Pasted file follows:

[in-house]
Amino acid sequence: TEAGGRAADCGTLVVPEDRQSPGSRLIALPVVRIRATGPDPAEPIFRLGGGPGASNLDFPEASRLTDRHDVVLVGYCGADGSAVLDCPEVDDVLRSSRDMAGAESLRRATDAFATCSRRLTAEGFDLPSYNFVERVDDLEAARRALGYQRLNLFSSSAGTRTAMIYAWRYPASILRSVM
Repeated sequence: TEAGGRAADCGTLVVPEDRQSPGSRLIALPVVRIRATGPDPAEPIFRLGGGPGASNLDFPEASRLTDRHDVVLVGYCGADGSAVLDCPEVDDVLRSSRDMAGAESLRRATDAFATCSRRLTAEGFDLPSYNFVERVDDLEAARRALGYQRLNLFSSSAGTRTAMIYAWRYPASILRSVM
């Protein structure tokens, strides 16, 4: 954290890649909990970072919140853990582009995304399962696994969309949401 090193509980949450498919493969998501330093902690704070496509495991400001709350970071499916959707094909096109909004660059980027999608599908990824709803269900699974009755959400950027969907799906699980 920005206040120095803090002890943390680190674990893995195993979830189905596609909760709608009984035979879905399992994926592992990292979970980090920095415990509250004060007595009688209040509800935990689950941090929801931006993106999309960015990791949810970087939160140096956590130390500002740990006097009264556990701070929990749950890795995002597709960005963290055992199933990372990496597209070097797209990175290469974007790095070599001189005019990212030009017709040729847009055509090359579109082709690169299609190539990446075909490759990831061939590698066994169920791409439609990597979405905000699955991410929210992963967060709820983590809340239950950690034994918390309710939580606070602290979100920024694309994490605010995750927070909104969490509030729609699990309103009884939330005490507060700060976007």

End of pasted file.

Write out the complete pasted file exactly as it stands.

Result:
[in-house]
Amino acid sequence: TEAGGRAADCGTLVVPEDRQSPGSRLIALPVVRIRATGPDPAEPIFRLGGGPGASNLDFPEASRLTDRHDVVLVGYCGADGSAVLDCPEVDDVLRSSRDMAGAESLRRATDAFATCSRRLTAEGFDLPSYNFVERVDDLEAARRALGYQRLNLFSSSAGTRTAMIYAWRYPASILRSVM
Repeated sequence: TEAGGRAADCGTLVVPEDRQSPGSRLIALPVVRIRATGPDPAEPIFRLGGGPGASNLDFPEASRLTDRHDVVLVGYCGADGSAVLDCPEVDDVLRSSRDMAGAESLRRATDAFATCSRRLTAEGFDLPSYNFVERVDDLEAARRALGYQRLNLFSSSAGTRTAMIYAWRYPASILRSVM
């Protein structure tokens, strides 16, 4: 954290890649909990970072919140853990582009995304399962696994969309949401 090193509980949450498919493969998501330093902690704070496509495991400001709350970071499916959707094909096109909004660059980027999608599908990824709803269900699974009755959400950027969907799906699980 920005206040120095803090002890943390680190674990893995195993979830189905596609909760709608009984035979879905399992994926592992990292979970980090920095415990509250004060007595009688209040509800935990689950941090929801931006993106999309960015990791949810970087939160140096956590130390500002740990006097009264556990701070929990749950890795995002597709960005963290055992199933990372990496597209070097797209990175290469974007790095070599001189005019990212030009017709040729847009055509090359579109082709690169299609190539990446075909490759990831061939590698066994169920791409439609990597979405905000699955991410929210992963967060709820983590809340239950950690034994918390309710939580606070602290979100920024694309994490605010995750927070909104969490509030729609699990309103009884939330005490507060700060976007």